Diminished Fourth
Get Diminished Fourth essential facts below. View Videos or join the Diminished Fourth discussion. Add Diminished Fourth to your PopFlock.com topic list for future reference or share this resource on social media.
Diminished Fourth
diminished fourth
Inverseaugmented fifth
Other names-
Interval class4
Just interval32:25[2], 8192:6561
Equal temperament400
24 equal temperament400
Just intonation427, 384
Diminished fourth About this soundPlay .

In classical music from Western culture, a diminished fourth (About this soundPlay ) is an interval produced by narrowing a perfect fourth by a chromatic semitone.[1][3] For example, the interval from C to F is a perfect fourth, five semitones wide, and both the intervals from C to F, and from C to F are diminished fourths, spanning four semitones. Being diminished, it is considered a dissonant interval.[4]

A diminished fourth is enharmonically equivalent to a major third; that is, it spans the same number of semitones, and they are physically the same pitch in twelve-tone equal temperament. For example, B-D is a major third; but if the same pitches are spelled B and E, as occurs in the C harmonic minor scale, the interval is instead a diminished fourth. In other tunings, however, they are not necessarily identical. For example, in 31 equal temperament the diminished fourth is slightly wider than a major third, and is instead the same width as the septimal major third. The Pythagorean diminished fourth (F--, 8192:6561 = 384.36 cents), also known as the schismatic major third, is closer to the just major third than the Pythagorean major third.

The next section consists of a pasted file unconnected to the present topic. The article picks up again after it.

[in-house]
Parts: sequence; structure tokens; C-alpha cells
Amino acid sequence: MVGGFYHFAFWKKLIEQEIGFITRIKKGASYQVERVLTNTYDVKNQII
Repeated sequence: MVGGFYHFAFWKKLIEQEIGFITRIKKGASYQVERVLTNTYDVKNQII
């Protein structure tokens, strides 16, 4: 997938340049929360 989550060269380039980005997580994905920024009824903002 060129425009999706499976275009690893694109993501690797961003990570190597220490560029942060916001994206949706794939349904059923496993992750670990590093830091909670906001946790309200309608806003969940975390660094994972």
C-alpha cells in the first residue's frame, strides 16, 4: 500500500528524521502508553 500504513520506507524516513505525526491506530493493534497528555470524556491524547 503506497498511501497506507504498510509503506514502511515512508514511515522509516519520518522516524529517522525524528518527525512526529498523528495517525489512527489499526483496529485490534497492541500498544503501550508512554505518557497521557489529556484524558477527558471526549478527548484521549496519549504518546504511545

The 32:25 just diminished fourth arises in the C harmonic minor scale between B and E.[5]About this soundPlay 

See also


  1. ^ a b Benward & Saker (2003). Music: In Theory and Practice, Vol. I, p.54. ISBN 978-0-07-294262-0. Specific example of an d4 not given but general example of perfect intervals described.
  2. ^ Haluska, Jan (2003). The Mathematical Theory of Tone Systems, p.xxv. ISBN 0-8247-4714-3. Classic diminished fourth.
  3. ^ Hoffmann, F.A. (1881). Music: Its Theory & Practice, p.89-90. Thurgate & Sons. Digitized Aug 16, 2007.
  4. ^ Benward & Saker (2003), p.92.
  5. ^ Paul, Oscar (1885). A manual of harmony for use in music-schools and seminaries and for self-instruction, p.165. Theodore Baker, trans. G. Schirmer.

  This article uses material from the Wikipedia page available here. It is released under the Creative Commons Attribution-Share-Alike License 3.0.



Music Scenes